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By Indira Khurana in New Delhi,
28 July will mark the third anniversary of the United Nations General Assembly’s explicitly recognised ‘Right to Water and Sanitation’, which acknowledges safe drinking water and sanitation as essential to the realisation of human rights. This resolution called upon both states and international organisations to provide the necessary financial, human and technological resources, so that developing countries could move towards a situation where all citizens have affordable access to clean drinking water and sanitation. India is one of the signatories of the UN resolution and there is a need to move towards making this a legal right and developing a time bound plan for realisation of this right. Moreover, the resolution makes it binding for all of us engaged in the sanitation sector to do our bit.
A legal right to sanitation or any other right is a long drawn process and several questions need to be addressed along the way. Should changes be brought about by constitutional amendment or an act passed by the Parliament? Should the right include only access to affordable and usable toilets or to sanitation in its wider perspective? What will be the minimum acceptable demands under the rights? How will the right to sanitation for rural and urban populations be defined? What will be the liability of local government institutions like the panchayats, who are responsible for delivering the Nirmal Bharat Abhiyan in rural areas and are they financially and technically capable to deliver this right in the first place? What should be the responsibilities of the right holders and most important of all, what happens to persons without access to basic sanitation facilities like urinals before a consensus on the matter is reached? How can public consciousness on the issue be ignited and services be provided?
Increasing evidence indicates that the impact of no or poor sanitation is much more serious than earlier perceived. In addition to mortality, India lost 2, 12,000 of its children under five to diarrhoea in 2010. Waterborne infections are a serious factor behind prevailing under-nutrition and stunting in India. Under-nutrition is the outcome of insufficient food intake and repeated infectious diseases and results from lack of food or failure of the body to absorb or assimilate nutrients properly. Stunting is defined as low height for an age group and is an indicator for measuring under-nutrition. Girls’ education takes a hit. Girls and women, face sexual harassment. The economic, social and health costs are thus astronomical. And over riding all this is the daily affront to dignity that one faces on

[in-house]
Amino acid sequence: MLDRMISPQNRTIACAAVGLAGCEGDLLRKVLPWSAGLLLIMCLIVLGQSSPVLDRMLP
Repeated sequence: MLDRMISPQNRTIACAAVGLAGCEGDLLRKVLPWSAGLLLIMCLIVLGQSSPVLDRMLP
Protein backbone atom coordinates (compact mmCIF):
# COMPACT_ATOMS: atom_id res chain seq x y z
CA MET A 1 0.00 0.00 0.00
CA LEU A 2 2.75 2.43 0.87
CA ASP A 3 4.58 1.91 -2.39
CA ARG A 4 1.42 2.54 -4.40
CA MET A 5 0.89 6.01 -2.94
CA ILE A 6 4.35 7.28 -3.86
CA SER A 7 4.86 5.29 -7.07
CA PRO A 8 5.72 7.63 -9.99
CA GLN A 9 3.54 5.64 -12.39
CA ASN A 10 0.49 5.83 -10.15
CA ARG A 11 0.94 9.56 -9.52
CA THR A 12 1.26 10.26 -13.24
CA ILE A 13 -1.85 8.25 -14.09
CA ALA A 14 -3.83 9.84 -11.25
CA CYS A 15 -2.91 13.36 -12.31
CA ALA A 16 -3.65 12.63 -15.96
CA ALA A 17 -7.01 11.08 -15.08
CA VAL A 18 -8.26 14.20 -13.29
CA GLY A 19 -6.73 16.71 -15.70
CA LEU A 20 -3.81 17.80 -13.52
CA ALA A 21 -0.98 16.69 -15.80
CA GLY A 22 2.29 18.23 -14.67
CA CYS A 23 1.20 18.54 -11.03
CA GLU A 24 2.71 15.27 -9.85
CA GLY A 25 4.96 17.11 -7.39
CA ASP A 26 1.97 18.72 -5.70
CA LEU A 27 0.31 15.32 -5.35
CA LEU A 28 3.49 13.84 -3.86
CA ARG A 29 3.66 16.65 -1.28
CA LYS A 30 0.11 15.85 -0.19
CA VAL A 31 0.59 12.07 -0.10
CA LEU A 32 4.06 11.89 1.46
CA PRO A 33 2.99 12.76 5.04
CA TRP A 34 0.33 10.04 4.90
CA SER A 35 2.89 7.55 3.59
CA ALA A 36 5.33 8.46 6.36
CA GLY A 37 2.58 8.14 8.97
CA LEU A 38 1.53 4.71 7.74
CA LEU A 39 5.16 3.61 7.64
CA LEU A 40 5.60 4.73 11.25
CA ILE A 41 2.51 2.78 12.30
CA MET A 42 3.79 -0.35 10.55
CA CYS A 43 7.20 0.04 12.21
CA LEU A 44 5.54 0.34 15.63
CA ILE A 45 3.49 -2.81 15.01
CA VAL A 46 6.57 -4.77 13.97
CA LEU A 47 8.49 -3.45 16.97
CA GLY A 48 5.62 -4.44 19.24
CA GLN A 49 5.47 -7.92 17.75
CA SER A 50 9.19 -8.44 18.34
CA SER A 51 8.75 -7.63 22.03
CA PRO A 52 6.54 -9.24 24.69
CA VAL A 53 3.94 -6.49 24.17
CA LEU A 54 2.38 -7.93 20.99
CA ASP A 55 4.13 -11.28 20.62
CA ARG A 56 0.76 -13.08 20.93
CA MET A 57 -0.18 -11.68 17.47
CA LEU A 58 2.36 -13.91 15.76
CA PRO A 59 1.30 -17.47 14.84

defecating in the open.
The high economic costs were revealed in a field visit to villages in Jharkhand. These were villages where the Global Sanitation Fund has committed to support the state government in its implementation of the Nirmal Bharat Abhiyan. Katia village in Ruddhiapanchayatof Chandil block, Seraikella district, has a population of 1,022, largely belonging to the Santhali tribe. There is not a single toilet in the village. The toilets provided in the anganwadi and the school lie defunct for almost 7-8 years. During our visit, the villagers had gathered together in a common space and the meeting began with a traditional Chhau dance. Interestingly, Seraikella district is one of the three areas from where this tribal martial dance originated. Then began the process of drawing the attention of the community towards the issue of sanitation – or the lack of it. The villagers were asked to draw a map of their village defining the boundaries, village lanes, areas of habitation, water sources, institutional buildings such as the school and anganwadi, and places they cherished, such as the temple. Different coloured chalk was used for this.
They were then asked to identify spaces which were dirty and where it was difficult to stand even for a couple of minutes, which is how long it took for them to identify these as areas where they defecated in the open. Within no time, the map was dotted with yellow areas, identifying the spaces where they defecated in the open. The generous sprinkling proved an eye-opener for them. From there on, it was easy for them to identify the route by which faecal matter ended their food and water chain. A commitment to change the scenario with the promised support of GSF and its partners was a logical and foregone conclusion. Within the next couple of months all our efforts will be made to support these villagers make toilets using local wisdom and resources. The village meeting ended with another performance of Chhau, aptly depicting the victory of good over evil. Coming back to the economic losses, the Indian Parliament was informed in December 2012 that the economic losses in Jharkhand due to lack of toilets amounted to a staggering Rs 1,200 crore annually. But the villagers, when asked about the estimated loss arrived at an annual figure of Rs 2.5 lakh or Rs 1,000 per person. It was ascribed to sickness and absenteeism from labour work. ‘We take loans to tide over the emergency,’ informed one villager. Rued another, ‘Sometimes we even have to sell our land. Yet the person does not survive.’